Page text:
NB-IoT and LTE-M on eSIM – alternative technologies

Tags: eSIM
A picture of Marcin Kulczycki
Written by
Marcin Kulczycki

It’s been a year since we last posted on the status of Mobile IoT technology. As time has progressed, so has the evolution of these industry-specific connectivity technologies.

Here is our current take on Mobile IoT and LPWA. This time the emphasis is on the eSIM for M2M Remote Subscription Management context.

We’re focussing on the two leading Mobile IoT technologies of NB-IoT and LTE-M. Both are 3GPP standardised and radio spectrum licensed technologies.

General Overview

NB-IoT (also called LTE Cat NB1 and LTE Cat NB2) and LTE-M (also known as LTE Cat M1 and LTE Cat M2) were established around the same time (2015 - 2016) as new cellular radio access technologies. Their dedicated features and functions were introduced in 3GPP Release 13 specifications (published in 2016).

By now both technologies are enhanced further with 3GPP specifications Release 14 (published in 2017) and Release 15 (published in 2018).

The focus of those revisions has been put on the functionalities ensuring low power and wide-area connectivity.

Today, that first set of goals has been achieved thanks to:

  • a wide range of NB-IoT and LTE-M capable IoT modules available from various vendors (for more details on this and test reports on IoT devices verified in our 1oT Lab, please refer to the 1oT’s eSIM Test Report);

  • mobile network operators have their core networks upgraded to support Mobile IoT requirements.

The next steps for Mobile IoT deployments will be achieving the proper functionality of these technologies in global roaming scenarios. Including interoperability of IoT devices and interconnectivity of IoT networks.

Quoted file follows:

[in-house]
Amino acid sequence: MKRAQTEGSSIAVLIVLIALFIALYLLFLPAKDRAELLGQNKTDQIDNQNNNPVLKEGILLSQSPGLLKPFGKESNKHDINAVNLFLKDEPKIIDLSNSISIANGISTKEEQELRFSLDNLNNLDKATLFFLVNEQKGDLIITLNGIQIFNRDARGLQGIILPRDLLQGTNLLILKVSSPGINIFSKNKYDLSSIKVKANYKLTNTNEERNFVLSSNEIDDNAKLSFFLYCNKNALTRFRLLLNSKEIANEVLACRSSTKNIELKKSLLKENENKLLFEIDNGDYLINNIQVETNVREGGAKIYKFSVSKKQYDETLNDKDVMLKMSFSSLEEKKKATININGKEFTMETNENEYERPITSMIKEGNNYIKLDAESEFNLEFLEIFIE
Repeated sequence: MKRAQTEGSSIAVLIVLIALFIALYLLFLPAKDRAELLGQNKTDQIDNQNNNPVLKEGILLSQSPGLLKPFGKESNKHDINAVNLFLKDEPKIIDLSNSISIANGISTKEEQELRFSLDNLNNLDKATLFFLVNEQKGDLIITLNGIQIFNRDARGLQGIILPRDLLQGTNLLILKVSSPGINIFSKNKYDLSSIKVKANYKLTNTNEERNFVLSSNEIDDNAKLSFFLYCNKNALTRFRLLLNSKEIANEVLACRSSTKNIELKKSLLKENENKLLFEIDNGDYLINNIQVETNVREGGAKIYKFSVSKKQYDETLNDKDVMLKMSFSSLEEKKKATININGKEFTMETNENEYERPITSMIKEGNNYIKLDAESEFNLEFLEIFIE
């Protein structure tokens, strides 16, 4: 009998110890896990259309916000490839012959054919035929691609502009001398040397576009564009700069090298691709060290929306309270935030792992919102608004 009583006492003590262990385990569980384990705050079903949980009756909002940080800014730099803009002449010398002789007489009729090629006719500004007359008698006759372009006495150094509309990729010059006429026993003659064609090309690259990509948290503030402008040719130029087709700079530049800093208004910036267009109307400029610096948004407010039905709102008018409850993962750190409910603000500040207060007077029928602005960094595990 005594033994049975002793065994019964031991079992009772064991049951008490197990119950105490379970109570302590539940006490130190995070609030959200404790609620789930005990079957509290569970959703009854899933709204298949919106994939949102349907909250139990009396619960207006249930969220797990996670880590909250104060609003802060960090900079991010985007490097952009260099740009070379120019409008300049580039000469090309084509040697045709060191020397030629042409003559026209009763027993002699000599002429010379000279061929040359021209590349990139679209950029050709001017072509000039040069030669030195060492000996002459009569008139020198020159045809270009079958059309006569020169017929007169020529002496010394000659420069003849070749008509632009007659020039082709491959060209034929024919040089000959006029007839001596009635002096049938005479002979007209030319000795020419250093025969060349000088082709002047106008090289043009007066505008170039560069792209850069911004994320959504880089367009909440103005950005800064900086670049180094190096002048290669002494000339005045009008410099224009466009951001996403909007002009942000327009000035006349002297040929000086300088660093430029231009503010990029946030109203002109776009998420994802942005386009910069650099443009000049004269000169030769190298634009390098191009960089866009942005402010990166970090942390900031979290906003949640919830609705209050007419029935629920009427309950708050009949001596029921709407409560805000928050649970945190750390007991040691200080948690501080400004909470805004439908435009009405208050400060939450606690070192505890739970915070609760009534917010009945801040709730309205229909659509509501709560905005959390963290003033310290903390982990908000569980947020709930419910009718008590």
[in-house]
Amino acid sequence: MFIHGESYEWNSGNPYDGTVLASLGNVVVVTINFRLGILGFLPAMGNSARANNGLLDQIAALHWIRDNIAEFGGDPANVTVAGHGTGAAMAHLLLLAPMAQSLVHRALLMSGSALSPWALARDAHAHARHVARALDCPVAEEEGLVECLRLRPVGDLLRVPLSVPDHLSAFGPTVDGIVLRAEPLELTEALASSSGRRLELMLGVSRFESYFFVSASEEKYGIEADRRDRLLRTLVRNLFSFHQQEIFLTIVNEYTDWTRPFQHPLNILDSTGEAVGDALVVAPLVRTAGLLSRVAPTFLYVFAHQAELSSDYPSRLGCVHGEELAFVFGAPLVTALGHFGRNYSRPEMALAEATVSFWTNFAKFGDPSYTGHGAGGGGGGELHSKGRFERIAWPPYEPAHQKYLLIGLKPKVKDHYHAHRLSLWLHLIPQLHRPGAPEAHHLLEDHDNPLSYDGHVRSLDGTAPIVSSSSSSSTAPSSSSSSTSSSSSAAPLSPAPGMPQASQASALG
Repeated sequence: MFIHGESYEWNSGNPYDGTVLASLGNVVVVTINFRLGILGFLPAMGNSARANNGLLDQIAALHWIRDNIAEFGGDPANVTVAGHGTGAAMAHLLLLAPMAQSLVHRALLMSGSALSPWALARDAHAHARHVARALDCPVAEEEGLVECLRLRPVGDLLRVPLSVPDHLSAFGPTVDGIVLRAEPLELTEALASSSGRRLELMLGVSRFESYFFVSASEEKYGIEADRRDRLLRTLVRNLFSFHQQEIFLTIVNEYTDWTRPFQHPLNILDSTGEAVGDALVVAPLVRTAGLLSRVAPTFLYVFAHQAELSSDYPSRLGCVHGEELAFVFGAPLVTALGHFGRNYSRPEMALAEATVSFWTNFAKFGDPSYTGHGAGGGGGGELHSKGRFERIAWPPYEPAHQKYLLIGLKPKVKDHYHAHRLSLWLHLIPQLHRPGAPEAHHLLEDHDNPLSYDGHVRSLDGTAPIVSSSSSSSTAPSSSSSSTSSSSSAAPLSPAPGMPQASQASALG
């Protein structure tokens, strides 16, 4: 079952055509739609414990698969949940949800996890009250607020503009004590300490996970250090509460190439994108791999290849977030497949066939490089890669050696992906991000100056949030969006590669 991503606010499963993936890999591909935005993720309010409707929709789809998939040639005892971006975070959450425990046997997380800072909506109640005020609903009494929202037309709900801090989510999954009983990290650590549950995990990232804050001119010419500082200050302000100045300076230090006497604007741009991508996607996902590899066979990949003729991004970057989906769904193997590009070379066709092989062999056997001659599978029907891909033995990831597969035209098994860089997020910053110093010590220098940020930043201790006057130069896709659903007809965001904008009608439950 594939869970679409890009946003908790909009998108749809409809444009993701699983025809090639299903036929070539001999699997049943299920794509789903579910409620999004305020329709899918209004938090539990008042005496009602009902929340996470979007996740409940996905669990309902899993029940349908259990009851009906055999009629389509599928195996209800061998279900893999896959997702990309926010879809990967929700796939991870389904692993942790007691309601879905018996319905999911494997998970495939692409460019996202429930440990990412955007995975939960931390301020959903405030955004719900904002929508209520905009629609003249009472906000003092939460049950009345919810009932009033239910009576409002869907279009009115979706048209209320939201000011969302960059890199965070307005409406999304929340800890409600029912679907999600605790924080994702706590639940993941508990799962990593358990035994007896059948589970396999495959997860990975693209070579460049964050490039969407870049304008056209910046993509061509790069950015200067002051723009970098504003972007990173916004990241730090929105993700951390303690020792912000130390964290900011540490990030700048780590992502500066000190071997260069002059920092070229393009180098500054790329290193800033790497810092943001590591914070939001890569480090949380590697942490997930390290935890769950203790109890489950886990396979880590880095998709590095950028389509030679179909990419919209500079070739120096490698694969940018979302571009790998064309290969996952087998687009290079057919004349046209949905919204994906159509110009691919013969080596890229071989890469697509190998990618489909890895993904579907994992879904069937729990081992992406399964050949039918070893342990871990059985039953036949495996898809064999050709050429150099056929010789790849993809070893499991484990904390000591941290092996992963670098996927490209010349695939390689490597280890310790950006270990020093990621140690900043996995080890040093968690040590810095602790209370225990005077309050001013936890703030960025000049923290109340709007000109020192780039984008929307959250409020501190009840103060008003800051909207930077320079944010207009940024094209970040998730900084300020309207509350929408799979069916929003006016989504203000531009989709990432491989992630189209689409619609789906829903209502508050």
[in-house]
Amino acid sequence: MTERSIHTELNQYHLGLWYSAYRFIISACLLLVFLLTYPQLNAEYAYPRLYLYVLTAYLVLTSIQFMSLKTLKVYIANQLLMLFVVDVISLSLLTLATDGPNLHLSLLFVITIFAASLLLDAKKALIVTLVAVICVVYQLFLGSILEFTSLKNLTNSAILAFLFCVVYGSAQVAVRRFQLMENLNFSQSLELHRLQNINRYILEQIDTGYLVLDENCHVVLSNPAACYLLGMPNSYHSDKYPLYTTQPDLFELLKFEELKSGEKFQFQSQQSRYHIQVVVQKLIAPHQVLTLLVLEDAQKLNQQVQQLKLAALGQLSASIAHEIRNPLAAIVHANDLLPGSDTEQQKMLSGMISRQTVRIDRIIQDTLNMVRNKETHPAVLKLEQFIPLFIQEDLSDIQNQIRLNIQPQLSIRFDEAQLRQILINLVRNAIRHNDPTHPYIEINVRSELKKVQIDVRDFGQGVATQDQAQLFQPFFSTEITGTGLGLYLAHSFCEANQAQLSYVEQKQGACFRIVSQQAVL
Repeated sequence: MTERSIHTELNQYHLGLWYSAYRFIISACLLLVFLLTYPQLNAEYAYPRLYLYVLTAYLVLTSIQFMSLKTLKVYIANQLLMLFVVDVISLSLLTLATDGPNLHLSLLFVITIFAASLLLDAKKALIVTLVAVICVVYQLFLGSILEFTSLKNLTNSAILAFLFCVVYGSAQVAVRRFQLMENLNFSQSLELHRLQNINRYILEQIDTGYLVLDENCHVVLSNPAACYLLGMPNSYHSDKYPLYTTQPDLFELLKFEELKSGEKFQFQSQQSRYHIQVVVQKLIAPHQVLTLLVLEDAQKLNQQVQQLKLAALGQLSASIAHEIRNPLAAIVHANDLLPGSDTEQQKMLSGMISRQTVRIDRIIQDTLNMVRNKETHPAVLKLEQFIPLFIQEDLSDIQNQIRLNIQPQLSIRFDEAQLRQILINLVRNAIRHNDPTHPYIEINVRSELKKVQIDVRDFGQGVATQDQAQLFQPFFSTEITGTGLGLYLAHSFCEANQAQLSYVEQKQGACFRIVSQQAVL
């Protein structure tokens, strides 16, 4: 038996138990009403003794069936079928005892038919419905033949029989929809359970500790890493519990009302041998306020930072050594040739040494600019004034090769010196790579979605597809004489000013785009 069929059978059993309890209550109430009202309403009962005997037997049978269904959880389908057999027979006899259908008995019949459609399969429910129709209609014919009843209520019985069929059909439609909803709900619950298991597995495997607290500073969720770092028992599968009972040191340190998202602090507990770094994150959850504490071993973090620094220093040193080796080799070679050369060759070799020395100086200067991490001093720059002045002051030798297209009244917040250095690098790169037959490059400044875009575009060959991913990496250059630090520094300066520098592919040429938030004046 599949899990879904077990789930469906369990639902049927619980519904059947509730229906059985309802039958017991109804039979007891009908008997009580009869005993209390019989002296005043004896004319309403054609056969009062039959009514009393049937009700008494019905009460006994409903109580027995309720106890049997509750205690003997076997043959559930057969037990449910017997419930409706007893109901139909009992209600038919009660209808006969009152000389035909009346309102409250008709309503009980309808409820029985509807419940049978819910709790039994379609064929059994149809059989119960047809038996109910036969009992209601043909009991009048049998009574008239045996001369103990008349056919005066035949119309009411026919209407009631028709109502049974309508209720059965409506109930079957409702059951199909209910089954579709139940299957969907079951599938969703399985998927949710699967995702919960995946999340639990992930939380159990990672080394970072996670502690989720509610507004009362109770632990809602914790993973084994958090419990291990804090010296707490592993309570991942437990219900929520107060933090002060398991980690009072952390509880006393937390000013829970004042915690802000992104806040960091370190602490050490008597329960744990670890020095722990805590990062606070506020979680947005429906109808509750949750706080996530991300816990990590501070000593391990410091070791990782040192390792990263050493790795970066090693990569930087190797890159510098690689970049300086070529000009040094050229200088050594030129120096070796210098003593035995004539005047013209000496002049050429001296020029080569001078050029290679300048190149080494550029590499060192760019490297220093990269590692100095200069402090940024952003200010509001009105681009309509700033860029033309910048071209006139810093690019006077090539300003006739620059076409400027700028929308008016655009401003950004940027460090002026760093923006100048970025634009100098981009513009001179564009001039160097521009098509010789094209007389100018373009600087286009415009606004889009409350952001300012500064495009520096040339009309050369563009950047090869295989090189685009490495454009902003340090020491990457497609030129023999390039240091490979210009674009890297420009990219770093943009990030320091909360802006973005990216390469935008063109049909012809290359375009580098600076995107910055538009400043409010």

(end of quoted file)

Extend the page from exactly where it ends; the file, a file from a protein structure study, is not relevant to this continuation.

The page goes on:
These should be assured directly at the level of data architecture and the support of key features.

Deploying compatible features, including standard spectrum bands and a consistent set of configurations must be coordinated between mobile network operators, device vendors and application service providers.

The description of features available in different releases of 3GPP specifications and industry recommendations for both NB-IoT and LTE-M technologies have been analysed in two deployment guidelines by GSMA. They are also promised to be updated regularly, considering the advancement of technology and global installations:

Considerations for eSIM

Below we are presenting Mobile IoT related features' impact on eSIM M2M Remote subscription Management solutions.

International Roaming

In the M2M variant of the eSIM Remote Subscription Management solution, the first use of the service requires cellular connectivity between a newly registered eUICC and a mobile network.

It is achieved with an eSIM Bootstrap Profile, which is personalised on an eUICC at the time of manufacturing. The Bootstrap Profile allows for a first cellular connection. Even before an Operational eSIM Profile will be ready for use.

Today, commercially available roaming agreements for LPWA are still a work in progress. Over the last year, several new roaming initiatives have been signed between mobile network operators belonging to the same carrier group or by forming partnerships between key players in a region. These were:

For all these organisations, expanding their NB-IoT and LTE-M roaming footprints globally shows the desire to have Mobile IoT / LPWA on a similar global scale to 4G technology. NB-IoT and LTE-M are also expected to be included in the future global standards for 5G massive IoT.

SMS Support